With their steep learning curves, constant updates and inherent costs, online games are something you either embrace wholeheartedly or shy away from. There is no middle ground. Once an online game has got you, going back to a single-player game can be an empty and soulless experience - albeit usually a cheaper one.
There is another problem with online gaming, however. Choice. If you get your kicks dressing up in chain mail armour, you are well catered for. Similarly, if you take delight from shooting fellow humans in the face. If however, you prefer flying among the stars, firing lasers and forming squadrons, the range of online games catering directly for you are a little thin. Admittedly, you can fly online in FreeSpace 2, StarLancer, or X-Wing Alliance, but, aside from deathmatches or rudimentary co-operative play, there isn't all that much there. Or at least there wasn't until now.
To get some idea of what Allegiance is all about, imagine yourself playing Homeworld, perhaps last year's most innovative 3D real-time strategy game. Now imagine yourself sitting in the commander's chair in the relative safety of your home station, heading a fleet of hundreds of ships each, manned by real people and Americans. I'll say that again, real people.
Against you is another commander, again with a similar fleet under his command and, as well as directing scouts, fighters, bombers and cruisers to destroy the enemy through dozens of sectors linked by wormholes, you both must seek out resources and spend them wisely to research new ships and weapons. Playing as tactical commander or investor (he who controls the purse strings) is probably the hardest job in the games industry - save doing PR for Daikatana - and, as such, good commanders are a rare commodity. Learning the trade is a thankless task; make too many bad decisions and not only will you be inundated with abuse, you will run the risk of being booted out of office. Thankfully, being in charge is made easier with a simple interface that becomes second nature. The simple fact is though that, if your side loses, very rarely will your pilots take the blame. As with real life, the best way to the top is through the ranks.
In At The Deep End
Whether you join a game halfway through or right at the start, your first choice of ship is usually limited to either Scout or Fighter. However, if you are new to the game, the best way to get started is to join a bomber pilot and man one of the turrets, if only to get used to what all the cluttered icons and symbols mean. Once you've mastered them (which I've yet to accomplish after more than three months playing the game) then it's onto the next big hurdle - the flight dynamics.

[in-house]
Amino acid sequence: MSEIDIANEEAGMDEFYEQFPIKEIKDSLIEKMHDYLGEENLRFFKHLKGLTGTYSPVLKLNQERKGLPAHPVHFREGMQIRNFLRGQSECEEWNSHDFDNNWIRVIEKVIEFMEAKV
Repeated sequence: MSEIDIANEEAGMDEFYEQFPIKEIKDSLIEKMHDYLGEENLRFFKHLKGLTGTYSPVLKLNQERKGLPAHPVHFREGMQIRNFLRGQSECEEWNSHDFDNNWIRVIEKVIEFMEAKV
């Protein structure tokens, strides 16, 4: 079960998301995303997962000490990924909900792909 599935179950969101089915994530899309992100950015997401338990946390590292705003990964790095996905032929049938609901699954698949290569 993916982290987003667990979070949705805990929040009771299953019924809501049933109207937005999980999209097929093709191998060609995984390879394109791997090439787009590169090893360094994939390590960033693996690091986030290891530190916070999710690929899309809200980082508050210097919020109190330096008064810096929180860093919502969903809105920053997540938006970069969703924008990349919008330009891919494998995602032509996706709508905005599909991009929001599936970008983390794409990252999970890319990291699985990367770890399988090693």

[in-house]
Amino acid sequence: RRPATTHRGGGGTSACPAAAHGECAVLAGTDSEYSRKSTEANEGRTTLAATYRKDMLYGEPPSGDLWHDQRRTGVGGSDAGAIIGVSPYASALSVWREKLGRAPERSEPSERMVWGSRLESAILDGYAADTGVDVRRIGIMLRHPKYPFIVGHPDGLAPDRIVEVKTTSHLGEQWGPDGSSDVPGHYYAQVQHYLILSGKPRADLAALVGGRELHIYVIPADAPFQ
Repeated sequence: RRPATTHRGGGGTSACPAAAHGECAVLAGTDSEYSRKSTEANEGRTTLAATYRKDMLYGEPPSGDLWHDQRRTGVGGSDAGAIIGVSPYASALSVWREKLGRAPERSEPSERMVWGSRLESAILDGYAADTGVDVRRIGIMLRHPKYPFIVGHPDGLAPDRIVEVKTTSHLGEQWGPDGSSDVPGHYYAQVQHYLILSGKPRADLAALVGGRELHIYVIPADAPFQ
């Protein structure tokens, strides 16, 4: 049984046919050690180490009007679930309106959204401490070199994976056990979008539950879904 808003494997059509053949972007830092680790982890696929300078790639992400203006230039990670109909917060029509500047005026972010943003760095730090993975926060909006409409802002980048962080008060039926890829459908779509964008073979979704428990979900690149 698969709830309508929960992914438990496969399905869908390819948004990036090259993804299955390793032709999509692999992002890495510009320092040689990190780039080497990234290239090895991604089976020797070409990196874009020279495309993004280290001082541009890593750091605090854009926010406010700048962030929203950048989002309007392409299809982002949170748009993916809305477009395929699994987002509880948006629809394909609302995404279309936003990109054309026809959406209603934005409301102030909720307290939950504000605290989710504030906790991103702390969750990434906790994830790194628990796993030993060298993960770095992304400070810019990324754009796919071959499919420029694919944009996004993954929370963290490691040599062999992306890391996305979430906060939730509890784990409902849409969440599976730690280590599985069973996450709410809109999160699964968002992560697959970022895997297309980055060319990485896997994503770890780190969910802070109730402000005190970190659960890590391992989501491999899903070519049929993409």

Flying in Allegiance takes some getting used to. Those who prefer the arcade style of FreeSpace 2 will find themselves swerving off in all directions, countering thrust by stabbing the keyboard with clenched fists and four-letter abuse. However, once mastered, the control system affords more strategic dogfights than you at first realise. With two similarly skilled pilots side-thrusting to manoeuvre into a firing position, one-on-one scraps can be tense affairs.
The ships themselves, around 25 in total, each require different tactics. Scouts are the most manoeuvrable, being able to thrust in all directions, while capital ship pilots are advised to stick to more direct routes, relying instead on the skills of their gunners to thwart fighter attacks. The point is, all the ships, no matter which of the three sides (four if you subscribe to the Allegiance Zone) you eventually align yourself with, all handle differently, and, even though the HUD is identical no matter what you are flying, a quick tug on the joystick will soon tell you what ship you are in. As your team progresses, more ships become available, some at a huge cost in resources. Parallel to this, extra weapons, better shields and special equipment also come into play and if your superior, in his leather-bound command chair, is doing his job properly, your side will always stay ahead in the arms race. If the ships under him all follow orders, victory should be assured. Yeah, right.
Online games are a bitch to review. They can be anything from terribly dull to incredibly frantic. You could be playing against a bunch of selfish Yanks gunning for their own glory. Or you might find yourself playing with the nicest chaps in Christendom. Another factor is that, with some single-player games, what was a stinking pile of crap could be deodorised with the aid of a patch. And as the people who play them will know, online games are updated on almost a daily basis. Leave Ultima Online for a couple of months say, and you could be looking at the biggest download since Pamela Anderson's home-video was leaked on to the Internet.
Thankfully, Allegiance has already been through months of testing and your modem shouldn't have much to worry about in the next few months, apart from a few changes in game balancing.
In the game itself there is very little lag which, considering you can have dozens of ships in any one sector, I find frankly amazing. In terms of graphics, Allegiance is up there with the best of them. The ships are well designed and distinct and the effects far outshine any other online game to date. Whether it's worth buying is down to a number of factors. If you're a fan of space combat and prepared to put the time in Allegiance will reward you with months of online play and, as a team-based game, Allegiance is in a league of its own - the more people playing, the better it will be. Your space fleet needs you. Join today.
Processor: PC compatible,
OS: Windows 9x, Windows 2000 Windows XP, Vista, Win 7, Win 8, Win 10.
Game Features:Single game mode
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